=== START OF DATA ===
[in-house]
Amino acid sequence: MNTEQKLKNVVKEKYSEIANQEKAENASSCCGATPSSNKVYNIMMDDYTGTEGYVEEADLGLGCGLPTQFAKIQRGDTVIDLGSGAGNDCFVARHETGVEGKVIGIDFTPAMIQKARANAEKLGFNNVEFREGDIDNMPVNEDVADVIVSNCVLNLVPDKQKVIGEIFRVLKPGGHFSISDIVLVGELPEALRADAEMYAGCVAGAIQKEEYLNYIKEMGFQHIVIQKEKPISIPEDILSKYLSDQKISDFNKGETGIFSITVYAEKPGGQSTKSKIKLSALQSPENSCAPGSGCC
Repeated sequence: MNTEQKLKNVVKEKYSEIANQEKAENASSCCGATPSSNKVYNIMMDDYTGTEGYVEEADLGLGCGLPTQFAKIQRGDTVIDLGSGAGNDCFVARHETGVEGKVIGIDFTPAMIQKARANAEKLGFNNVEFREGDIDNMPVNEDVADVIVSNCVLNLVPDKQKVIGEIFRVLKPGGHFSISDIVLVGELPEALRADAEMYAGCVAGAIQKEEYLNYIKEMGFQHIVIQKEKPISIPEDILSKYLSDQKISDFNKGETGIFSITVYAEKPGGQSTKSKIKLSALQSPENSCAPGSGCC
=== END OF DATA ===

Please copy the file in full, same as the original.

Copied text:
[in-house]
Amino acid sequence: MNTEQKLKNVVKEKYSEIANQEKAENASSCCGATPSSNKVYNIMMDDYTGTEGYVEEADLGLGCGLPTQFAKIQRGDTVIDLGSGAGNDCFVARHETGVEGKVIGIDFTPAMIQKARANAEKLGFNNVEFREGDIDNMPVNEDVADVIVSNCVLNLVPDKQKVIGEIFRVLKPGGHFSISDIVLVGELPEALRADAEMYAGCVAGAIQKEEYLNYIKEMGFQHIVIQKEKPISIPEDILSKYLSDQKISDFNKGETGIFSITVYAEKPGGQSTKSKIKLSALQSPENSCAPGSGCC
Repeated sequence: MNTEQKLKNVVKEKYSEIANQEKAENASSCCGATPSSNKVYNIMMDDYTGTEGYVEEADLGLGCGLPTQFAKIQRGDTVIDLGSGAGNDCFVARHETGVEGKVIGIDFTPAMIQKARANAEKLGFNNVEFREGDIDNMPVNEDVADVIVSNCVLNLVPDKQKVIGEIFRVLKPGGHFSISDIVLVGELPEALRADAEMYAGCVAGAIQKEEYLNYIKEMGFQHIVIQKEKPISIPEDILSKYLSDQKISDFNKGETGIFSITVYAEKPGGQSTKSKIKLSALQSPENSCAPGSGCC